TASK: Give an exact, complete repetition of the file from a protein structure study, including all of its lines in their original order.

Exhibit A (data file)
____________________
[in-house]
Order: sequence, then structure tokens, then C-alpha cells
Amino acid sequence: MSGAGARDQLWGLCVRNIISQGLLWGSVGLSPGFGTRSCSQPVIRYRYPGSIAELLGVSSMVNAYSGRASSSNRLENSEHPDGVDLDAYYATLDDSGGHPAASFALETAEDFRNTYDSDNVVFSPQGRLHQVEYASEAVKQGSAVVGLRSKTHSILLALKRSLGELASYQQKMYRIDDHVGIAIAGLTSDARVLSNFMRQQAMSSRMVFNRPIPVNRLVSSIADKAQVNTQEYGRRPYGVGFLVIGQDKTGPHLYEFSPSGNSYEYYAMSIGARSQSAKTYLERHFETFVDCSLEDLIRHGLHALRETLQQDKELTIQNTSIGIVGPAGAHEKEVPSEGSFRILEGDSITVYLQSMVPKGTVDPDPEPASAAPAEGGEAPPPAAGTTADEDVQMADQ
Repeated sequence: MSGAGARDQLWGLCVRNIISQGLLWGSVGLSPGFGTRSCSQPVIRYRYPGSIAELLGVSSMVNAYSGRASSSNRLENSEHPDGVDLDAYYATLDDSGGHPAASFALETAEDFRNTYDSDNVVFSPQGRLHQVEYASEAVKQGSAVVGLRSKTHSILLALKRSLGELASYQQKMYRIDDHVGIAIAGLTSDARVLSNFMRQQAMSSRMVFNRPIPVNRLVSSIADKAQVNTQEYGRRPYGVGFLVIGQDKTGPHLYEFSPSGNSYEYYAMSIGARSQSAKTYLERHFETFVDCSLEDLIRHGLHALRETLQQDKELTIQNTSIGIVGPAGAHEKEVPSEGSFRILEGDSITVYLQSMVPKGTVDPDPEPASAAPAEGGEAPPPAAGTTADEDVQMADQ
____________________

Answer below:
[in-house]
Order: sequence, then structure tokens, then C-alpha cells
Amino acid sequence: MSGAGARDQLWGLCVRNIISQGLLWGSVGLSPGFGTRSCSQPVIRYRYPGSIAELLGVSSMVNAYSGRASSSNRLENSEHPDGVDLDAYYATLDDSGGHPAASFALETAEDFRNTYDSDNVVFSPQGRLHQVEYASEAVKQGSAVVGLRSKTHSILLALKRSLGELASYQQKMYRIDDHVGIAIAGLTSDARVLSNFMRQQAMSSRMVFNRPIPVNRLVSSIADKAQVNTQEYGRRPYGVGFLVIGQDKTGPHLYEFSPSGNSYEYYAMSIGARSQSAKTYLERHFETFVDCSLEDLIRHGLHALRETLQQDKELTIQNTSIGIVGPAGAHEKEVPSEGSFRILEGDSITVYLQSMVPKGTVDPDPEPASAAPAEGGEAPPPAAGTTADEDVQMADQ
Repeated sequence: MSGAGARDQLWGLCVRNIISQGLLWGSVGLSPGFGTRSCSQPVIRYRYPGSIAELLGVSSMVNAYSGRASSSNRLENSEHPDGVDLDAYYATLDDSGGHPAASFALETAEDFRNTYDSDNVVFSPQGRLHQVEYASEAVKQGSAVVGLRSKTHSILLALKRSLGELASYQQKMYRIDDHVGIAIAGLTSDARVLSNFMRQQAMSSRMVFNRPIPVNRLVSSIADKAQVNTQEYGRRPYGVGFLVIGQDKTGPHLYEFSPSGNSYEYYAMSIGARSQSAKTYLERHFETFVDCSLEDLIRHGLHALRETLQQDKELTIQNTSIGIVGPAGAHEKEVPSEGSFRILEGDSITVYLQSMVPKGTVDPDPEPASAAPAEGGEAPPPAAGTTADEDVQMADQ